Youth Speed Training Drills Introducing form, technique, and muscle memory drills early ensures the development of good habits. Focus on stride length, stride frequency, and footwork fundamentals with resisted running and speed ladders. These drills can be introduced when the athlete is of grade-school age, about six to eight years old. For weighted, resistance running, add loads not exceeding 10% of the athlete's body weight. Arm Action Drills Mountain Climbers High Knees Acceleration Drills (moving quickly from a still position; starting and stopping) Resisted Running (parachute, weighted sled) Uphill Running Speed Ladders Strength/Power Development Lower-extremity strength and power are

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Youth Speed Training Drills
Introducing form, technique, and muscle memory drills early ensures the development of good habits. Focus on stride length, stride frequency, and footwork fundamentals with resisted running and speed ladders. These drills can be introduced when the athlete is of grade-school age, about six to eight years old. For weighted, resistance running, add loads not exceeding 10% of the athlete’s body weight.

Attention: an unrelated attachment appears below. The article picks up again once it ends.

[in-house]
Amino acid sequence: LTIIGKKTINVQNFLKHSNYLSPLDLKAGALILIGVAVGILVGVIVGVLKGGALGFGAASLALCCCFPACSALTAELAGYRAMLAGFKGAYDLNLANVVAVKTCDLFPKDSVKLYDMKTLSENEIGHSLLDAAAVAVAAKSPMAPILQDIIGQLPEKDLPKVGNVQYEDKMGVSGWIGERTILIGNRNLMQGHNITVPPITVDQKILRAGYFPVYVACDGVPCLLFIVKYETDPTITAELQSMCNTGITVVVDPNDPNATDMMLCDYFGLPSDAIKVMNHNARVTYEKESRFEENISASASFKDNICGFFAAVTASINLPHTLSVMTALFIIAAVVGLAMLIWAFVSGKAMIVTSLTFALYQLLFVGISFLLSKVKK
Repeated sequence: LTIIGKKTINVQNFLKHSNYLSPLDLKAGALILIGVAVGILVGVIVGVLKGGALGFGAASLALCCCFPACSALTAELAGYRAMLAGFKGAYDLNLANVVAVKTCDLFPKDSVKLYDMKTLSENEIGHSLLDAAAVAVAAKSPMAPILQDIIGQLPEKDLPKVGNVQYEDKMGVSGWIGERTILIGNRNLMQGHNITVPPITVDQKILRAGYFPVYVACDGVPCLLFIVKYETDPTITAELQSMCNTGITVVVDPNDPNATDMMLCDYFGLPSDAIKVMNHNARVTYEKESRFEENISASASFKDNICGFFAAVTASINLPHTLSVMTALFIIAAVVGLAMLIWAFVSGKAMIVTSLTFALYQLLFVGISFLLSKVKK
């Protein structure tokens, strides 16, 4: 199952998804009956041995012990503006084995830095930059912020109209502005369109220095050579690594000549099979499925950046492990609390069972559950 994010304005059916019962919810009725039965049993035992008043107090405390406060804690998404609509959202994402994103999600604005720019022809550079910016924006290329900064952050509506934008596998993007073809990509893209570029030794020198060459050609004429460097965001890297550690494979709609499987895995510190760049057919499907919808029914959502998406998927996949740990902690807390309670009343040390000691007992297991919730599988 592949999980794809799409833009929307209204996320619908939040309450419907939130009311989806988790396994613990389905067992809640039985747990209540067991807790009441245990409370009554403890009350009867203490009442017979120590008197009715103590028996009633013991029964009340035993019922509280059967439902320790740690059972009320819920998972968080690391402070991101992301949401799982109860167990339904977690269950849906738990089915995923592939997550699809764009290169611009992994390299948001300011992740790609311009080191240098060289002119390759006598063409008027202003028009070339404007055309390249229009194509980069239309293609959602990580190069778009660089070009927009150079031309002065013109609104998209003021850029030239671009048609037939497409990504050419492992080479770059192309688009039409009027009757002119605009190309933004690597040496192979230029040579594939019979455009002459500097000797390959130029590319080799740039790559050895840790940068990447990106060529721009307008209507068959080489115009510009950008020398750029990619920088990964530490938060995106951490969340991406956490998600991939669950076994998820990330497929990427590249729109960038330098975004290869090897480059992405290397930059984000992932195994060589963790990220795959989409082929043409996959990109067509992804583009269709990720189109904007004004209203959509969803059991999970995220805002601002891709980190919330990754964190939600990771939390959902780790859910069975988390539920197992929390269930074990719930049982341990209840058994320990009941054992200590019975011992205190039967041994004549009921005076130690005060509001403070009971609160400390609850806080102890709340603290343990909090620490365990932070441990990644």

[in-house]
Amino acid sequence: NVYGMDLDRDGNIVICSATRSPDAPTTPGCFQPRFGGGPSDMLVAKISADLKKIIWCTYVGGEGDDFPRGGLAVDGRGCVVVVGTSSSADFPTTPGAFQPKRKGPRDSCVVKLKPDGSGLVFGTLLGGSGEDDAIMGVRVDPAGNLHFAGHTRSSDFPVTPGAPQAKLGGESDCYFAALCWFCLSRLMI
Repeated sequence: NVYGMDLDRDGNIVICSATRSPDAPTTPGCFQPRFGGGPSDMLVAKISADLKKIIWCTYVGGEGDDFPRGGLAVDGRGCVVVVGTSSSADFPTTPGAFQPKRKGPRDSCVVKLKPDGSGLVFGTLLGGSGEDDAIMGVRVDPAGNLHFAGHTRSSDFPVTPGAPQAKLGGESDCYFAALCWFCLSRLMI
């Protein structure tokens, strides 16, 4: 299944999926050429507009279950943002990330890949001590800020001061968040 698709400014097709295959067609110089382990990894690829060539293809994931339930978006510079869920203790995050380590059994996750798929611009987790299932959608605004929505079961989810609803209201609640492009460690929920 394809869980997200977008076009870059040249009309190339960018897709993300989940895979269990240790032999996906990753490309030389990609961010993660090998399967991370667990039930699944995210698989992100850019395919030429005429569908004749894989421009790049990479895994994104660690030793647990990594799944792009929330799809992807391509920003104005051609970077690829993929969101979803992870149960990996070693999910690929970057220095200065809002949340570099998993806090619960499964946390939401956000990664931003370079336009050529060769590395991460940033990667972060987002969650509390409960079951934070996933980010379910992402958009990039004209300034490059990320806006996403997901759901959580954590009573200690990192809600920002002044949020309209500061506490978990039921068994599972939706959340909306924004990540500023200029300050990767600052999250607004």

Arm Action Drills
Mountain Climbers
High Knees
Acceleration Drills (moving quickly from a still position; starting and stopping)
Resisted Running (parachute, weighted sled)
Uphill Running
Speed Ladders
Strength/Power Development
Lower-extremity strength and power are foundational components of speed development. Linear speed, agility and vertical jumping are based on the amount of force an athlete can generate against the ground. Since these exercises are higher-intensity/impact, volume should remain low for younger children. Athletes can safely begin performing them as pre-teens, about 10 to 12 years old.

Prisoner Squats
Power (high) Skipping
Power (long) Skipping
Lateral Skaters
Split Squat (alternating lunge) Jumps
Squat Jumps
Ankle Hops
Standing Long Jumps/Bounding
Keep It Simple
Youth speed drills should be easy to instruct, demonstrate, and perform. Don’t stay on any one exercise or drill for too long. Keep it fresh to maintain engagement and involvement.

Make it Fun
Remember, they’re just kids. Be generous with recognition and encouragement. Kids like competition, so make a game or contest of some of the drills, but keep it friendly.

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